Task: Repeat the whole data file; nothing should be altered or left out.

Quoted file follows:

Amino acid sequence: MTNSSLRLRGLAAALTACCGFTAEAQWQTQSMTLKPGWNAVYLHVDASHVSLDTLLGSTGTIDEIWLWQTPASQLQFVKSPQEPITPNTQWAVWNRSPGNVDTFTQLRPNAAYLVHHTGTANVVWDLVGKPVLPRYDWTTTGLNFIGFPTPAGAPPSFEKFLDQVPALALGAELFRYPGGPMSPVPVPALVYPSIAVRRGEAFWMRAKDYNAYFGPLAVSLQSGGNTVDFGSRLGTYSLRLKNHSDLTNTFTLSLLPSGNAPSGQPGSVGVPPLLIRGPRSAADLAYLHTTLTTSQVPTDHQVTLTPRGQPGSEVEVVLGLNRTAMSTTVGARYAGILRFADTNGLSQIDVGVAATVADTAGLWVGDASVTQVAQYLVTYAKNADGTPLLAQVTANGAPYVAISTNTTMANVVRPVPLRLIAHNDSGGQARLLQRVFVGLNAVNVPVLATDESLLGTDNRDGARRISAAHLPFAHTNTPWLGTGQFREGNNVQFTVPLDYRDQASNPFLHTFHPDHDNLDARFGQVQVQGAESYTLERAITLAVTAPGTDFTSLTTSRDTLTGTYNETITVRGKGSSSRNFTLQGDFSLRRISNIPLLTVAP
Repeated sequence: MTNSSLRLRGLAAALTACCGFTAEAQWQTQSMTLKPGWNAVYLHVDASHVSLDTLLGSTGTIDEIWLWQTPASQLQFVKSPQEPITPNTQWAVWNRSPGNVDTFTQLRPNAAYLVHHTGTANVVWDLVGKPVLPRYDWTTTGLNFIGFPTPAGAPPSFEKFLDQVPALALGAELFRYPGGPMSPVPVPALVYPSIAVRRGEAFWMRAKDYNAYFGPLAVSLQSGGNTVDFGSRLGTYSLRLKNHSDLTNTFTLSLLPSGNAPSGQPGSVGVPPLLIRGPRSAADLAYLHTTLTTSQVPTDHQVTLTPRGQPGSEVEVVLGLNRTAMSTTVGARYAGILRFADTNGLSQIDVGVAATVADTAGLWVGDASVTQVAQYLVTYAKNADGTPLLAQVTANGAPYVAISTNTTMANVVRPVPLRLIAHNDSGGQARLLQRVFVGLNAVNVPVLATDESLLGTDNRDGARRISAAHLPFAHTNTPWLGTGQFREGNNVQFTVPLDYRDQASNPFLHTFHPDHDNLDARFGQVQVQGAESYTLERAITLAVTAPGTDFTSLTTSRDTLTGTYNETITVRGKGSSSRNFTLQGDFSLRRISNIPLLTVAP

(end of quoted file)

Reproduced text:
Amino acid sequence: MTNSSLRLRGLAAALTACCGFTAEAQWQTQSMTLKPGWNAVYLHVDASHVSLDTLLGSTGTIDEIWLWQTPASQLQFVKSPQEPITPNTQWAVWNRSPGNVDTFTQLRPNAAYLVHHTGTANVVWDLVGKPVLPRYDWTTTGLNFIGFPTPAGAPPSFEKFLDQVPALALGAELFRYPGGPMSPVPVPALVYPSIAVRRGEAFWMRAKDYNAYFGPLAVSLQSGGNTVDFGSRLGTYSLRLKNHSDLTNTFTLSLLPSGNAPSGQPGSVGVPPLLIRGPRSAADLAYLHTTLTTSQVPTDHQVTLTPRGQPGSEVEVVLGLNRTAMSTTVGARYAGILRFADTNGLSQIDVGVAATVADTAGLWVGDASVTQVAQYLVTYAKNADGTPLLAQVTANGAPYVAISTNTTMANVVRPVPLRLIAHNDSGGQARLLQRVFVGLNAVNVPVLATDESLLGTDNRDGARRISAAHLPFAHTNTPWLGTGQFREGNNVQFTVPLDYRDQASNPFLHTFHPDHDNLDARFGQVQVQGAESYTLERAITLAVTAPGTDFTSLTTSRDTLTGTYNETITVRGKGSSSRNFTLQGDFSLRRISNIPLLTVAP
Repeated sequence: MTNSSLRLRGLAAALTACCGFTAEAQWQTQSMTLKPGWNAVYLHVDASHVSLDTLLGSTGTIDEIWLWQTPASQLQFVKSPQEPITPNTQWAVWNRSPGNVDTFTQLRPNAAYLVHHTGTANVVWDLVGKPVLPRYDWTTTGLNFIGFPTPAGAPPSFEKFLDQVPALALGAELFRYPGGPMSPVPVPALVYPSIAVRRGEAFWMRAKDYNAYFGPLAVSLQSGGNTVDFGSRLGTYSLRLKNHSDLTNTFTLSLLPSGNAPSGQPGSVGVPPLLIRGPRSAADLAYLHTTLTTSQVPTDHQVTLTPRGQPGSEVEVVLGLNRTAMSTTVGARYAGILRFADTNGLSQIDVGVAATVADTAGLWVGDASVTQVAQYLVTYAKNADGTPLLAQVTANGAPYVAISTNTTMANVVRPVPLRLIAHNDSGGQARLLQRVFVGLNAVNVPVLATDESLLGTDNRDGARRISAAHLPFAHTNTPWLGTGQFREGNNVQFTVPLDYRDQASNPFLHTFHPDHDNLDARFGQVQVQGAESYTLERAITLAVTAPGTDFTSLTTSRDTLTGTYNETITVRGKGSSSRNFTLQGDFSLRRISNIPLLTVAP